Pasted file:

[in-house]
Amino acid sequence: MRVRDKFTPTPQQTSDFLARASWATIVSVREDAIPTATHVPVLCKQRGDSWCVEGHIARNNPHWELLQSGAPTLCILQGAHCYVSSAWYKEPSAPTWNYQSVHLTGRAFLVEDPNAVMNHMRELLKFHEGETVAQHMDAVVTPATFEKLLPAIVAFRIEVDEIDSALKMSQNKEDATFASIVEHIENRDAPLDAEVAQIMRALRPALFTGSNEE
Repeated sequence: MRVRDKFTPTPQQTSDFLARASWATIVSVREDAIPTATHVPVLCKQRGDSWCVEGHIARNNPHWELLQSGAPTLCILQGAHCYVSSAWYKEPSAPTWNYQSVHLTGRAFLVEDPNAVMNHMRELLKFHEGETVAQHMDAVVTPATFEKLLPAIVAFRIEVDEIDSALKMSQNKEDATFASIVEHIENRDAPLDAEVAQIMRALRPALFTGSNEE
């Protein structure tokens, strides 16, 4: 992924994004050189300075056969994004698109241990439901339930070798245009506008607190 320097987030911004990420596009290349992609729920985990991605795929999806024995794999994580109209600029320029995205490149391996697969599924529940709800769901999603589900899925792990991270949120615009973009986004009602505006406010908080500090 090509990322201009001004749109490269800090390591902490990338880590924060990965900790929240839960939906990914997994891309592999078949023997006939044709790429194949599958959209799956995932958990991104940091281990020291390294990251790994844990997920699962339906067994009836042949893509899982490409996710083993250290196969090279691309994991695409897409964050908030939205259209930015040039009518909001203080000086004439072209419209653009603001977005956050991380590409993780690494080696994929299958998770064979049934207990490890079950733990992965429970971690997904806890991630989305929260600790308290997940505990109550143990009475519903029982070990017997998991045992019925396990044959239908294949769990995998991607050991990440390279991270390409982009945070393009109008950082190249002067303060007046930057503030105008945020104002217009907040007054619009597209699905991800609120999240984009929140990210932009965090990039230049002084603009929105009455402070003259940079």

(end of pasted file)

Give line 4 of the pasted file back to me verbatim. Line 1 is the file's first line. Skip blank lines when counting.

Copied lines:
């Protein structure tokens, strides 16, 4: 992924994004050189300075056969994004698109241990439901339930070798245009506008607190 320097987030911004990420596009290349992609729920985990991605795929999806024995794999994580109209600029320029995205490149391996697969599924529940709800769901999603589900899925792990991270949120615009973009986004009602505006406010908080500090 090509990322201009001004749109490269800090390591902490990338880590924060990965900790929240839960939906990914997994891309592999078949023997006939044709790429194949599958959209799956995932958990991104940091281990020291390294990251790994844990997920699962339906067994009836042949893509899982490409996710083993250290196969090279691309994991695409897409964050908030939205259209930015040039009518909001203080000086004439072209419209653009603001977005956050991380590409993780690494080696994929299958998770064979049934207990490890079950733990992965429970971690997904806890991630989305929260600790308290997940505990109550143990009475519903029982070990017997998991045992019925396990044959239908294949769990995998991607050991990440390279991270390409982009945070393009109008950082190249002067303060007046930057503030105008945020104002217009907040007054619009597209699905991800609120999240984009929140990210932009965090990039230049002084603009929105009455402070003259940079």